A really great resource for more information on these falls, and waterfalls all over the Pacific Northwest, is www.waterfallsnorthwest.com .
Tech stuff for the above images: Nikon D300s, Nikon 12-24mm f/4 and 17-55mm f/2.8 lenses, ISO 100 and polarizer plus ND filter so I could get down to shutter speeds of 1-5 seconds and give the water that nice, silky look. On a tripod, of course (Gitzo legs & Really Right Stuff BH-40 head).
There are hundreds of beautiful waterfalls in western Oregon – where are your favorites?
Since 1981, the Society of American Travel Writers has honored the finest travel photography with the annual Bill Muster Photo Competition, named for long time SATW member and accomplished travel journalist Bill Muster. In the past, I have won individual awards in categories such as Best Action Photo and Best Natural Scenic. This year I am pleased to announce that I won the Silver Award for Single Subject Portfolio with a selection of my Thailand images. Click on the link for a slideshow of the winning portfolio of photos from Bangkok and Chiang Mai.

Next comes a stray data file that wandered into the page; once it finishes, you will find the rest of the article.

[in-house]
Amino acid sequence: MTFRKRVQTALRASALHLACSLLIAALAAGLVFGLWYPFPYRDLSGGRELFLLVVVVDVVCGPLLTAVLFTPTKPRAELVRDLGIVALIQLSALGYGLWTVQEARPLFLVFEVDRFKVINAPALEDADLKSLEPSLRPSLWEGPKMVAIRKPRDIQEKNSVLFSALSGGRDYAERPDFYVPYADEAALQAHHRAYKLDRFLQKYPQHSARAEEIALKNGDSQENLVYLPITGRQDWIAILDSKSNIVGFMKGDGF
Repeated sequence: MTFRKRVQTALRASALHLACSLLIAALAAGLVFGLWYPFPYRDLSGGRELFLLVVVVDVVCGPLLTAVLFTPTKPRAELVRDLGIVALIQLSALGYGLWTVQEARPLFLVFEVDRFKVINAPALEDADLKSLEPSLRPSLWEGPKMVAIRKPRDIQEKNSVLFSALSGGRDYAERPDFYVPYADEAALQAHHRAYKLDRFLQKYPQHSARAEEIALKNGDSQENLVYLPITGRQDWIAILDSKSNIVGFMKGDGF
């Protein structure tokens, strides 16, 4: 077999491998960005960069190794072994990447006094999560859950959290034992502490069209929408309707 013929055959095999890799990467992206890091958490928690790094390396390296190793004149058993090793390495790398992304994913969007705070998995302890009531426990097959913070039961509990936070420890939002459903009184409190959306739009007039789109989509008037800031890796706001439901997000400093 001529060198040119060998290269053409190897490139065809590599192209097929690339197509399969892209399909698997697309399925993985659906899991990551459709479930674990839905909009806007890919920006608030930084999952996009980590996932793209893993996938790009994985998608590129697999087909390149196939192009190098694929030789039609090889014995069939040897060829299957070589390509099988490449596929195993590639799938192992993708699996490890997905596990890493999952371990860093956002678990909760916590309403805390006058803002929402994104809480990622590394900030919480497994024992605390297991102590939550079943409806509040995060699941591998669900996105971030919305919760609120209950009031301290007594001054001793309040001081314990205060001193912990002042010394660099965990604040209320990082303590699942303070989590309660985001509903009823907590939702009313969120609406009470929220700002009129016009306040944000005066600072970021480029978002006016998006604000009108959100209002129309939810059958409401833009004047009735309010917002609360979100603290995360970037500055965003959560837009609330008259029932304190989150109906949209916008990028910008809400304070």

The Seattle, Washington area is home to several beautiful Japanese Gardens, and right now they are at their very best. The fall color is at peak and the maple trees are brilliant shades of red, orange and yellow.
Best known of the Seattle area gardens is the Japanese Garden at Washington Park Arboretum. This garden, part of the University of Washington Botanic Gardens, is a photographer’s delight most any time of year, but especially in fall. The ornamental maple trees here are outstanding and the design of the gardens provides plenty of possibilities for landscape compositions. Unfortunately, tripods are prohibited in this garden except during special photo sessions. These sessions are held Tuesdays and Saturdays in October before the garden opens and cost $30. There is a limit of 10 Photographers in each session; advance registration is required and the sessions usually sell out. This no-tripod policy is unfortunate, but likely is a result of repeated instances of photographers being inconsiderate of other garden visitors. Monopods, however, are allowed at anytime. And fortunately, with the advances in camera vibration reduction technology and the ability to obtain excellent images at high ISOs, the inability to use a tripod is not the issue that it was when shooting slow speed film was the only way to achieve top quality photos.